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Building Dependency: An Overlooked Danger Of Tax Aid To Religion

When I was a kid, our church decided it would be nice to have a social hall.

It was a pretty ambitious goal. We were a medium-sized congregation serving mostly blue-collar families in an economically depressed area. But the people sitting in the pews believed in the project and gave extra to support it. Kids like me even chipped in nickels and dimes. Read more

Bypassing Booth: Minn. Pastor Dodges IRS Investigation – For Now

A couple months ago, I blogged about a lively debate I attended about politics and the pulpit.

It was an afternoon bringing together people from the entire political spectrum. Participants on a panel, including AU Executive Director Barry W. Lynn, discussed a provision in federal tax law that prohibits tax-exempt, non-profit organizations – including religious institutions – from endorsing or opposing candidates. Read more

Secular Salutation: Georgia County Survives Non-Religious Invocation

I've been online today scanning news sites to see if Cobb County, Ga., has been struck by an earthquake, a hurricane or perhaps a plague of frogs. Apparently, this has not happened.

I'm surprised. Last night, a guy named Ed Buckner gave a secular invocation at a meeting of the Cobb County Commission. To hear some followers of the Religious Right tell it, if you dare to give any invocation that fails to mention Jesus Christ, look out! Your community will feel divine wrath.

I doubt Ed's invocation mentioned Jesus. He is, after all, the president of American Atheists. Read more

Palin's Parlay: What Lies Ahead For The Former Alaska Governor – And Her Religious Right Base?

Yesterday's newspapers were reminiscent of those heady days of fall 2008 – a time when the media and public obsessed over a little-known Alaska politician named Sarah Palin.

Palin stepped down from her position as governor of Alaska on Sunday. As I read news accounts of her resignation speech, it seemed her reasons for leaving the position were vague – but what's even more unclear are her plans for the future. Read more

Never on a Sunday?: Mandatory Closing Laws Make Some S.C. Merchants Feel Blue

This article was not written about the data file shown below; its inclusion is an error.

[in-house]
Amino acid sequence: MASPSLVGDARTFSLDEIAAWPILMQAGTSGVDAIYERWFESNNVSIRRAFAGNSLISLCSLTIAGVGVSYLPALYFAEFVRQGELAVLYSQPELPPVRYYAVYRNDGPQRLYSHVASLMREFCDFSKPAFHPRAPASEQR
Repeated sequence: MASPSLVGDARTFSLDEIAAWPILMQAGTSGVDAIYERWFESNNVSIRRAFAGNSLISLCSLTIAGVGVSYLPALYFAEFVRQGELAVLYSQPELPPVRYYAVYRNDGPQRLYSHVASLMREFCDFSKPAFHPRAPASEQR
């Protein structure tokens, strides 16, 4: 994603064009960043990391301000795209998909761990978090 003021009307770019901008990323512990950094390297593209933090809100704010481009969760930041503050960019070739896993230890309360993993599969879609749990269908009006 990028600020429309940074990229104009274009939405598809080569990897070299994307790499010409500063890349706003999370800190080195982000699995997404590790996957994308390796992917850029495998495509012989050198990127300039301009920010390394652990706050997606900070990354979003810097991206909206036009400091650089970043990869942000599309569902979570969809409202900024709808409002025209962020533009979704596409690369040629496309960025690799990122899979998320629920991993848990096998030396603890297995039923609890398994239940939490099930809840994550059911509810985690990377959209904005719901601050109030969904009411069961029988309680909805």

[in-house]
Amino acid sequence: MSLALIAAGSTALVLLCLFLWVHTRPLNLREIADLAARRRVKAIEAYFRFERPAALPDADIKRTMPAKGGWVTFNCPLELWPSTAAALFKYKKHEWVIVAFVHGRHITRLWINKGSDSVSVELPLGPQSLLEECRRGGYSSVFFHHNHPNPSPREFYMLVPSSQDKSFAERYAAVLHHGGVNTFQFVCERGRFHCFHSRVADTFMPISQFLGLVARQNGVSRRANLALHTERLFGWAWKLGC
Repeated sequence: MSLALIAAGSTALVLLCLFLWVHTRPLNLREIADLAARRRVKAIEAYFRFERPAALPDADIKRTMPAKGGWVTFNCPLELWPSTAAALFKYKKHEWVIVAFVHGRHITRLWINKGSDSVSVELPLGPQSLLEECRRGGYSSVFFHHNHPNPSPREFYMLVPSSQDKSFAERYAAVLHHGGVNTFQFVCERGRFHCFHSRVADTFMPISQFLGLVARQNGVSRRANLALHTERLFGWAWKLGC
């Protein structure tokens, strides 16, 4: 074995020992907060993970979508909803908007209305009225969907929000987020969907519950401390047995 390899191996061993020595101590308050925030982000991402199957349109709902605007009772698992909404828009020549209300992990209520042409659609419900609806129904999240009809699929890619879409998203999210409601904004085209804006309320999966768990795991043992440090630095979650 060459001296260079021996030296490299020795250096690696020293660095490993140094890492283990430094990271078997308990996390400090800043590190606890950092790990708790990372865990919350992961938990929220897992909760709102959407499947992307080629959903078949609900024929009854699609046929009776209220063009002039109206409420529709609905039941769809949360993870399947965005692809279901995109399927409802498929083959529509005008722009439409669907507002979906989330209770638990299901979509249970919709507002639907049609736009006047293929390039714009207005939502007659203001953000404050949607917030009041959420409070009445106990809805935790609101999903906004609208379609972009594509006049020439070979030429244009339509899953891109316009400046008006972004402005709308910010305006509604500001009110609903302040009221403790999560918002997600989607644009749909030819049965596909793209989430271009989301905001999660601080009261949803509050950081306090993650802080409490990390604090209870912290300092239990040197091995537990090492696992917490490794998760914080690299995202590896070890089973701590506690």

My wife went to grad school in North Carolina. She wasn't much of a drinker (at least that's what she tells me now), but she and her roommate did enjoy a bottle of wine with dinner every so often.

On Monday through Saturday, they could buy a bottle of vino any time the grocery store was open. On Sunday, they had to wait until noon. My wife remembers being forced once to wait 15 minutes before she could check out a large grocery order because her shopping cart included a bottle of wine.

Welcome to the wacky world of blue laws! Read more

A Tale Of Two Cities (And Diagrams): Ten Commandments Battles Roil Kentucky And North Dakota

My roommate is a freshly minted high school teacher. Sometimes, while sitting together watching reruns of "Doogie Howser, MD.," I help her plan civics lessons for her students. If it weren't the middle of the summer, I would insist that she craft a Venn Diagram with her kids to teach about the separation of church and state. Read more

Bogus Billboards: Florida Council Peddles Religious Right Propaganda

Lies, lies and more lies.

That's what Floridians will see as they drive through Pinellas and Hillsborough counties near Tampa Bay, Fla., during the next six months.

A local fundamentalist group has decided to wage war on church-state separation by posting ten billboard advertisements that send the message that "America's government was made only for people who are moral and religious." Read more

'Family' Values?: Secretive C Street Band Is Wild And (Not So) Innocent

An otherwise non-descript house at 133 C St. S.E., in Washington, D.C., is getting a lot of attention lately. Last week I swung by to take a look at it myself.

What did I see? Not much. It's a red brick house with an American flag unfurled above the door and well-maintained shrubbery in the yard. So why all the fuss? Read more

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